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Trump: U.S. had 'very good talk' with China; in-person talks may follow

By Andrea Shalal and Doina Chiacu
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Trump: U.S. had 'very good talk' with China; in-person talks may follow

U.S. President Trump departs for travel to New Jersey at the White House in Washington

By Andrea Shalal and Doina Chiacu

WASHINGTON (Reuters) - U.S. President Donald Trump said on Friday that U.S. Treasury Secretary Steve Mnuchin had a very good talk with his Chinese counterpart, amid signals from China that officials could soon meet face-to-face in their bid to end a yearlong trade war.

Officials from the world's two largest economies spoke by phone on Thursday, and Treasury Secretary Steven Mnuchin said in-person talks could follow.

"Secretary Mnuchin did have a call with the Chinese counterpart. They had a very good talk," Trump told reporters at the White House, suggesting that China's worst economic output data in nearly three decades could propel trade talks forward.

"We're dealing with China. ... They're not doing very well. They had the worst year they've had in 27 years. We're having the best year we ever had," he said. "Let's see what happens."

Chinese data this week showed industrial output and retail data beat expectations, but overall figures showed the country's economic growth slowed to 6.2% from a year earlier, the weakest pace in at least 27 years.

The United States and China have been embroiled in a tit-for-tat tariff battle since July 2018, as Washington presses Beijing to address what it sees as decades of unfair and illegal trading practices.

China has countered that any deal needs to be fair and equitable, leaving the two sides apparently still far from an agreement to end the back-and-forth that has roiled global supply chains and upended financial markets.

Hu Xijin, editor in chief of China's Global Times newspaper, tweeted that an in-person meeting could soon follow Thursday's phone call.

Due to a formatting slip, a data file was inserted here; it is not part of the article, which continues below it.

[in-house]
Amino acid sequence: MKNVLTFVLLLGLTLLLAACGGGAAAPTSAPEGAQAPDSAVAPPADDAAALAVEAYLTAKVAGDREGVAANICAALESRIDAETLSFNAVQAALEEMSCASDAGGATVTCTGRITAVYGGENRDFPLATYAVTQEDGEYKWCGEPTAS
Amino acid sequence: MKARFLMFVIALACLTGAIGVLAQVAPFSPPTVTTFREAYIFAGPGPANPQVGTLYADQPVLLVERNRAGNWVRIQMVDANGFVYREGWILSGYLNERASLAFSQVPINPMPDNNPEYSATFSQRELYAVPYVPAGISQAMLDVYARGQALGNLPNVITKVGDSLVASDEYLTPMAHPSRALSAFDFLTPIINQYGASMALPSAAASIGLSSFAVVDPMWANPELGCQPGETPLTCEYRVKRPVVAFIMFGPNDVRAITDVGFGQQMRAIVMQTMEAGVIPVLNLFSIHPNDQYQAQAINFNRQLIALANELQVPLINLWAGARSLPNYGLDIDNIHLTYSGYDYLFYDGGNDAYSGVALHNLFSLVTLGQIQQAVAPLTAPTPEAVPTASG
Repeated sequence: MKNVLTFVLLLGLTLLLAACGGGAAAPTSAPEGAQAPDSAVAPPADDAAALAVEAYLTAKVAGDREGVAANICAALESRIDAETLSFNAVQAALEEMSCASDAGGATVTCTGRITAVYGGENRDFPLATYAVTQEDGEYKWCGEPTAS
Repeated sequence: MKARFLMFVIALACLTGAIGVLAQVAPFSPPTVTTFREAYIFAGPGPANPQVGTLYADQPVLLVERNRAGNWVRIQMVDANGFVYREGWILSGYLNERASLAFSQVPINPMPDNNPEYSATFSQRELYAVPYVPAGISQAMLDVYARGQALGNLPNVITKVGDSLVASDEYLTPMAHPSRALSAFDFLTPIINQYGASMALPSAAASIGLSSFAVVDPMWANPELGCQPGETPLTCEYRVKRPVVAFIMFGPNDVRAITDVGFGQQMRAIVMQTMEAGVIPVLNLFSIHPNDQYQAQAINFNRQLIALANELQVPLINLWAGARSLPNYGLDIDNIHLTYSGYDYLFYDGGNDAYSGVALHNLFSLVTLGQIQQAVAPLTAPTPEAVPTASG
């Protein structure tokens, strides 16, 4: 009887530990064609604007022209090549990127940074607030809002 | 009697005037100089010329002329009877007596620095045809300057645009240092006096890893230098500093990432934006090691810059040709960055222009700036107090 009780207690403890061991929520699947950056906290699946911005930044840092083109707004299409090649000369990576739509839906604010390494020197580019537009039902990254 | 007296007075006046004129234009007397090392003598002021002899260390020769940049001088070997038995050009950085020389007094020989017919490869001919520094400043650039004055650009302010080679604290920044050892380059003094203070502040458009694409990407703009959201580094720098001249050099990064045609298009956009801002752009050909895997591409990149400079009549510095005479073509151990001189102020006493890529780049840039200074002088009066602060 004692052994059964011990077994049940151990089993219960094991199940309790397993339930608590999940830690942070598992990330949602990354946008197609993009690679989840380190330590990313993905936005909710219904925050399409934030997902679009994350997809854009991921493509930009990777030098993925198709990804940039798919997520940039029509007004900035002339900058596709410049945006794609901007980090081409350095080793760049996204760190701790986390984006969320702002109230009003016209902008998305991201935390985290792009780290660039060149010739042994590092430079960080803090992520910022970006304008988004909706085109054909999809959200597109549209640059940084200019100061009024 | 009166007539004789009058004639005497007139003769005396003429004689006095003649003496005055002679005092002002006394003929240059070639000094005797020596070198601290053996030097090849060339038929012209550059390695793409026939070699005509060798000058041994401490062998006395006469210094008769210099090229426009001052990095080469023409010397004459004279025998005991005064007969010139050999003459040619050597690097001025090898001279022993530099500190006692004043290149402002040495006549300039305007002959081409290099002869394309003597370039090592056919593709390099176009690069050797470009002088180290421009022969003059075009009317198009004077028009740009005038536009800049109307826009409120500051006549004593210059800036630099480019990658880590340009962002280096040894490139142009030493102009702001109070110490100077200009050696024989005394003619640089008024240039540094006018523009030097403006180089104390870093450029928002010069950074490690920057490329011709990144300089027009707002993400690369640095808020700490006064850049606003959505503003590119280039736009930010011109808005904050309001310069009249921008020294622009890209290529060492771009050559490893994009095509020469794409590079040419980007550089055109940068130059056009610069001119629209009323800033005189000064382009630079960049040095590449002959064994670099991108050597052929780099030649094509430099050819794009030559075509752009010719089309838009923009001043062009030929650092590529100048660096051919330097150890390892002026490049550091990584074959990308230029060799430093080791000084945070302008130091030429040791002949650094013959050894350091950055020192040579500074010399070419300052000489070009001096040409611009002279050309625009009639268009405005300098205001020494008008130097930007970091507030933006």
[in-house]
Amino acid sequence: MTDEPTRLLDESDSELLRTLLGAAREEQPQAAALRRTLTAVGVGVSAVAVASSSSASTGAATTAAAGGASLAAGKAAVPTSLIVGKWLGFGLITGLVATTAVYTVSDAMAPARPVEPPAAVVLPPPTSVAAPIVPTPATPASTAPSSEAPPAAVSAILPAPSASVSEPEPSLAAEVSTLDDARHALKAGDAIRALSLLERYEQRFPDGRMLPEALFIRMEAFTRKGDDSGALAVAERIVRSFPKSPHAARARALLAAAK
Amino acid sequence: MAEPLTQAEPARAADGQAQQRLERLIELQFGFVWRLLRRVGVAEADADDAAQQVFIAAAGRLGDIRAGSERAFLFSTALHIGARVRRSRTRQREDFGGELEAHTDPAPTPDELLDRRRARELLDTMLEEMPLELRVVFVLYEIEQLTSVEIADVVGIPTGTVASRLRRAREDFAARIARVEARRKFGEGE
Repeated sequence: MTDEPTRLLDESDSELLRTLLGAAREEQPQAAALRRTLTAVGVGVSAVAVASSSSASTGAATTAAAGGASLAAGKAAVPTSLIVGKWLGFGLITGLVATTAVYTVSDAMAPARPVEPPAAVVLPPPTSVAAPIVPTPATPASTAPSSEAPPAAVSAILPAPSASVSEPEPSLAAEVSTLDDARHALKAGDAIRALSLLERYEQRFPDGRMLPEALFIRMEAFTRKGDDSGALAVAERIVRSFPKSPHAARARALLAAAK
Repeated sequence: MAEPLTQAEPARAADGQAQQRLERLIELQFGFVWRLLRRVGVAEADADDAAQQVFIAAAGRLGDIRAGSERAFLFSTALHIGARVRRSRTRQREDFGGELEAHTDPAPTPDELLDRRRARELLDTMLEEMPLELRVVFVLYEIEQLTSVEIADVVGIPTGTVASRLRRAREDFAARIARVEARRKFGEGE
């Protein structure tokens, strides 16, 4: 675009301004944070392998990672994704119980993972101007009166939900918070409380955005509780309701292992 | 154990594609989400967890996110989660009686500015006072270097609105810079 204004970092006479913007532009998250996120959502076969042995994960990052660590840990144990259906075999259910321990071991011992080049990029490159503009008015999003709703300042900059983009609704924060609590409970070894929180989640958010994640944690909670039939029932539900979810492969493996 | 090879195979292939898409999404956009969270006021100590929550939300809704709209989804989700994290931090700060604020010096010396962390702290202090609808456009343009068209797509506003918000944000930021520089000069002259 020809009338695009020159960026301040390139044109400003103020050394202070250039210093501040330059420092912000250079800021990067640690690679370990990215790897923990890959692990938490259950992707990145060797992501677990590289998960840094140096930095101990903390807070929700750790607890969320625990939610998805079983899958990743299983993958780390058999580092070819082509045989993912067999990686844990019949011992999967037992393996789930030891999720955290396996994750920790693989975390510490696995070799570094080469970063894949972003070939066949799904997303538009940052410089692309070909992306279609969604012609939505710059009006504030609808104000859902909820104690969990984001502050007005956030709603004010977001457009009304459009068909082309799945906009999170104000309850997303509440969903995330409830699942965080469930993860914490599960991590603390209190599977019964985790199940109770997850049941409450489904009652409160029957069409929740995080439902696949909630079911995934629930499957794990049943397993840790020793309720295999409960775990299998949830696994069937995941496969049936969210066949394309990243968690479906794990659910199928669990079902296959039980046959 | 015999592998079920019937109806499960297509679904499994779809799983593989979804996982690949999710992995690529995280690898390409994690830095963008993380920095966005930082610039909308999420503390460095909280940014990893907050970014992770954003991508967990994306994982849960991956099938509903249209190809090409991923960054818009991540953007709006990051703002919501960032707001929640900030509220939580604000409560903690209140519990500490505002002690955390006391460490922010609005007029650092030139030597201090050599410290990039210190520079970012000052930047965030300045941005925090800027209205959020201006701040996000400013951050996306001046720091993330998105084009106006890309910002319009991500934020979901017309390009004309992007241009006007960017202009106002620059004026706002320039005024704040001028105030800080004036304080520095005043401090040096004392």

"Briefing of the Chinese side on phone talks between Chinese and US trade officials shows face-to-face consultation will not be far away. I think we can expect that some actions may happen, which would be seen as goodwill from each other," Hu said.

The Global Times is not an official mouthpiece for the Communist Party, though its views are believed to at times represent those of its leaders.

The Chinese embassy in Washington and the U.S. Trade Representative's office had no immediate comment on a possible in-person meeting.

Chinese Vice Premier Liu He and Commerce Minister Zhong Shan spoke by phone on Thursday with Mnuchin and Trade Representative Robert Lighthizer regarding "further consultations, as well as the implementation of Presidential consensus reached in Osaka," the Chinese embassy wrote on Twitter.

Global stocks were rattled this week after Trump on Tuesday reiterated his threat to impose further tariffs on Chinese imports, but he did not repeat that threat on Friday.

Trump and Chinese President Xi Jinping agreed during a Group of 20 nations summit in Japan last month to resume discussions, easing fears of escalation after talks broke down in early May.

At the time of the G20, Trump agreed to suspend a new round of tariffs on $300 billion worth of imported Chinese consumer goods while the two sides resumed negotiations.


(Reporting by Doina Chiacu and Andrea Shalal; editing by Jonathan Oatis)